I watch this YouTuber with some mature/explicit content named GradeAUnderA (kids look him up with extreme caution) who made some excellent points on using “academic” language – if you use such superfluous words that make you bloviate, it makes less of the audience able to understand you. Heck, my computer’s dictionary doesn’t even know what those two words I used are! As he points out, if you’re trying to educate people on your findings or whatever, shouldn’t you be using words that make sense to the most amount of people, rather than words that just make you sound like you have a big vocabulary? I also don’t see why we can’t put jokes and the like in presentations – it helps keep people engaged and not dozing off, like I might have done a little during the 10 minute presentation, heh. It’s not that her topic wasn’t interesting, it was that hearing about one thing for so long with no breaks can get a little droll!

Of course, I’m not saying one shouldn’t talk in a different matter than day-to-day conversation when giving a speech – there are simply some words that one should probably never use in a speech, like “bae” or “twerk”. Of course, one could argue that one should never use emojis in a presentation, but that was something I did today, so maybe I don’t actually know anything. Hmm. At any rate, probably don’t swear in front of your teachers.

What was the last thing I was supposed to talk about in this post, based on the title I put up there before I actually wrote it? Oh yeah, diversity. Recently I heard an argument that giving a character technicolor skin, like teal or pink or say, bright orange, is including POC (people of color) and racial diversity. Let me test something real quick with y’all. Here’s some drawings I completed recently. Take a look at this character. And this one. And this one too, for good measure.

You done looking? Great! I’m just curious now: what race do you think they are? Didn’t give them any coloring at all. Be honest, tell me telepathically. Trust me, I’m a telepath.

Okay, in order, those characters are a black/white mix, a mixed-race Latina, and a Japanese. Let me guess: you assumed they were white, right? See, the thing is, there’s been so many white people in popular culture, it’s very easy to assume that any non-defined character is just going to be white, as if it’s the default race. Kind of like people assume male is the default gender. (Funny thing is, neither is true biologically, heh.) So if you make a character a nice vibrant color, people are going to assume it’s just another white character with a really bad spray tan, or whatever. As TV Tropes nicely put it in their page:

Giving your characters unrealistic skin tones sounds like a great way to avoid Race Tropes and Unfortunate Implications, doesn’t it? Well, sometimes. Unfortunately, it doesn’t always work like this. If a character is meant to be of a specific ethnicity, they will most likely have the “correct” skin tone for their ethnicity, regardless of anything else. It seems as if only “white people” (i.e., people with the Caucasoid features of straight hair, round eyes, thin noses, thin lips, and so forth irrespective of actual skin color) get Amazing Technicolor Skin — everyone else is left out. Still, it’s a nice thought. Isn’t it?

Basically, unless all of your humans have technicolor skin, don’t bother. Or if you do, at least don’t claim it’s adding racial diversity. It just makes you sound super racist. Like you’d rather have purple people than actual people of color in your work.

The thing is, I sort of suffer from this too. I’m not immune! Many of my characters I thought of as white when I first made them. Then I looked back and thought “wait, why?” There was no reason they had to be white. So I didn’t make them white anymore. BAM, done. It’s not hard. And if my work ever becomes popular in some way, now some kid can look at someone who’s like them in fiction, and that’s pretty cool. Basically, “diversity for diversity’s sake is bad storytelling” makes absolutely no sense. There’s no reason why I can’t have my characters be races other than white! It’s not like their entire character hinges on the fact that they’re Caucasian. It’s funny, so many POC seem to have their characters hinge entirely on the fact that they’re POC. … Huh, that’s probably kind of a problem. But in my mind, it’s just another facet of their personality, like the fact that they have this eye color or this hairstyle or like this food.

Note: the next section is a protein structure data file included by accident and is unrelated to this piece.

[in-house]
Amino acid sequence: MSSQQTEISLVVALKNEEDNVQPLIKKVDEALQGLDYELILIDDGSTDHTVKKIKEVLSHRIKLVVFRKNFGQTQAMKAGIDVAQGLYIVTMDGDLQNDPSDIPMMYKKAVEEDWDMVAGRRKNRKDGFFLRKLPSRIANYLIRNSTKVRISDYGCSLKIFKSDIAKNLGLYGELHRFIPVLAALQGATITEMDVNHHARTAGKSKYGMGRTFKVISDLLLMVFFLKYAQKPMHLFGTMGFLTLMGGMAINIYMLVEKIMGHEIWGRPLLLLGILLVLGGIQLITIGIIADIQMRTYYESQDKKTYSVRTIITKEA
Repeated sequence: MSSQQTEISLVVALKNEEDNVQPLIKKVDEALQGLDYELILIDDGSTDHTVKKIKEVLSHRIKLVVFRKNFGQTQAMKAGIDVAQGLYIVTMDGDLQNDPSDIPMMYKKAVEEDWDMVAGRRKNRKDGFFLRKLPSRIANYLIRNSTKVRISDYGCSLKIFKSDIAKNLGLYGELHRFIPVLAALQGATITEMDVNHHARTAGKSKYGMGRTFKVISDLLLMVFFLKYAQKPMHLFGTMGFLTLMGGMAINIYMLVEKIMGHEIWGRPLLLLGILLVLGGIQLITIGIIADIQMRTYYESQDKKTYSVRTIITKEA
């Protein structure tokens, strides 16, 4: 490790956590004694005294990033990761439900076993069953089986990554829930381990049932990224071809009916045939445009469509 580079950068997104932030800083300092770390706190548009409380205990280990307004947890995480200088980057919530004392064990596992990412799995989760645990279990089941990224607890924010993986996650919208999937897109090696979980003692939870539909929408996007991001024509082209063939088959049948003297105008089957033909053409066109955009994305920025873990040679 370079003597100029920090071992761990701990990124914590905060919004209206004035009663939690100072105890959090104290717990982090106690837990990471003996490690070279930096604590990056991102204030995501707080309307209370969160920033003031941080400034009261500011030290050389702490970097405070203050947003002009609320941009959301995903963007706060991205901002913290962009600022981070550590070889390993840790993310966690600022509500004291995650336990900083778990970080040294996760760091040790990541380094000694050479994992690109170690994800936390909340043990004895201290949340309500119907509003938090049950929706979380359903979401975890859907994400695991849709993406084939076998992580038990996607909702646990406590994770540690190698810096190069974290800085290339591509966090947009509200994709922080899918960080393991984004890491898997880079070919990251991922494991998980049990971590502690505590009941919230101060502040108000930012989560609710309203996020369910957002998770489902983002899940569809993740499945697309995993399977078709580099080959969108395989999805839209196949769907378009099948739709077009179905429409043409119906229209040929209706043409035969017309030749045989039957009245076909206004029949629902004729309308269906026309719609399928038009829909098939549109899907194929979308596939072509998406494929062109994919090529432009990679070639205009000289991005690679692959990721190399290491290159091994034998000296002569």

I think that’s all I’ve got for today. Sorry that this post had literally nothing to do with any fandoms or whatever, I guess I’m still not sure what’s going to go on this blog.


P.S. Check out all of the characters I drew over here! I spent at least a week on this and I want you to appreciate it. Only four of them are Caucasian, and only two are straight. No reason why not, right? 😉

Poptropica, Sameface Syndrome, and Gray Ethics: I don’t think these posts will ever get any shorter for a long time

Art is hard. Anybody who does art is sure to tell you this. Honestly, I’m still having trouble with drawing and art-style. Anyways, today I’m going to be talking about my entries into the Poptropica Costume Contest, why Adobe Illustrator is hard to use, and why I have trouble with “Sameface Syndrome”. We’ll see if I actually cover all of these topics or not, I tend to lose track of my posts easily. 😛

First off, #MyPoptropicaCostume contest entries! I decided to base them all off of my own characters, since I think outfits for most of them are cool. I started off with 22(!) ideas for the contest, but ended up whittling it down to drawing only 10, and I’m going to have to enter only three. Welp.


First off is my entry “Future Soldier”. It’s a gender-neutral costume that has the most parts out of all of these costumes: it has separate parts for the bangs, the ponytails, the backpack, the black shirt, the gray armor plate, the white battle skirt, the gray belt and blue decoration, and the three scars on the face. The mouth would just default to whatever the Poptropican’s wearing. It’s based off of my character Liam Koshe with part of the hair coming from Anna Johnson – suffice to say they live in something that’s roughly equivalent to the bad future of Time Tangled Island.